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pass-thru

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I understand the late born fawn theory, but I don't think it applies to the vast majority of low grade 2 year old bucks. I have never seen a fawn on our place before May, and never seen one with spots past August....and I've been running trail cams for close to twenty years. Virtually all of our does are bred between Oct-Dec. And the deer are generally healthy. The bucks that I have been able to track from 2-3, or 3-4, that had poor antlers...some of them were pigs in the body, and none ever seemed to improve much. So is it worth it to save 4 that will never improve much, to keep one that might?

Here's an example, I could have shot this buck around the time the first photo was taken, don't know what became of him:
 

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MickThompson

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Deer aren’t cattle and it doesn’t usually work out to manage them as such.

How many acres to you have control over?

Buck management in a free ranging herd is simple- shoot the one that makes you happy.


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Ridgewalker1

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MickThompson":2jxz4us0 said:
Deer aren’t cattle and it doesn’t usually work out to manage them as such. Well said.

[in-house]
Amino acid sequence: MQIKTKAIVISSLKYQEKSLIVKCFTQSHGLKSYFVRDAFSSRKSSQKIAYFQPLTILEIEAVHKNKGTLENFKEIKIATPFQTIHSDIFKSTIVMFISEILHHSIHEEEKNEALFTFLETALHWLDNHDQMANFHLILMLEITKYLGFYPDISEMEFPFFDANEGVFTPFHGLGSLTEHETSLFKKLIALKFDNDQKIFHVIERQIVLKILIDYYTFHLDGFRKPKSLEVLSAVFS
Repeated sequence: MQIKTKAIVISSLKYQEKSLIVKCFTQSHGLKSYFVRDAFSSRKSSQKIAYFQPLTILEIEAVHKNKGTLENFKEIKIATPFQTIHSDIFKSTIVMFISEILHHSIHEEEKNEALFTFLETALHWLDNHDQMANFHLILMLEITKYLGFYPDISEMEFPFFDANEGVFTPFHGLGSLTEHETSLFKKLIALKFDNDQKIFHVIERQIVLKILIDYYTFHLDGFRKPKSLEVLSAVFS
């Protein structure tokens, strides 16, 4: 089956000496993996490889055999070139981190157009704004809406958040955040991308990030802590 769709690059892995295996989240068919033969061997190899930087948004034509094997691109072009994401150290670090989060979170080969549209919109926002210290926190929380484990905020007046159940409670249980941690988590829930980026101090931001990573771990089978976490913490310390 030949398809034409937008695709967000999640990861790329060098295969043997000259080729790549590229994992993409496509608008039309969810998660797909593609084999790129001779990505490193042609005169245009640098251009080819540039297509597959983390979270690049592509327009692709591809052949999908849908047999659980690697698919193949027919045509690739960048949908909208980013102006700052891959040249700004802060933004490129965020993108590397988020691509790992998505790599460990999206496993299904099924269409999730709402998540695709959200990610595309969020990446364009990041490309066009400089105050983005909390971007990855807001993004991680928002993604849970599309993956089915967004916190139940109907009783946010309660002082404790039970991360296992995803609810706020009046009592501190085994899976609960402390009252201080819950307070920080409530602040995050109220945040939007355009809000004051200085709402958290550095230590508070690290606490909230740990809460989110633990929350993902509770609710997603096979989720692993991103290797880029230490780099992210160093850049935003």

How many acres to you have control over?

Buck management in a free ranging herd is simple- shoot the one that makes you happy.


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pass-thru

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MickThompson":4bg6nxb3 said:
Buck management in a free ranging herd is simple- shoot the one that makes you happy.


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To suggest that this discussion resembles cattle management is just silly.

It is conversations like these that have advance hunters making educated decisions about killing bucks. 20 years ago most hunters just blasted at yearlings until they were tagged out and few had an opportunity at great bucks. Even though I hunt relatively small acreage in a heavily hunted area (7-10k tagged in my county each year, or 13 deer killed psm) I always feel like I have a reasonable chance to take a great deer going into the season.
 
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MickThompson

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Genetic culling is a legitimate agricultural practice. But it depends on good fences to keep an unwanted bull out and to keep the neighbor’s herd from mowing down your pastures.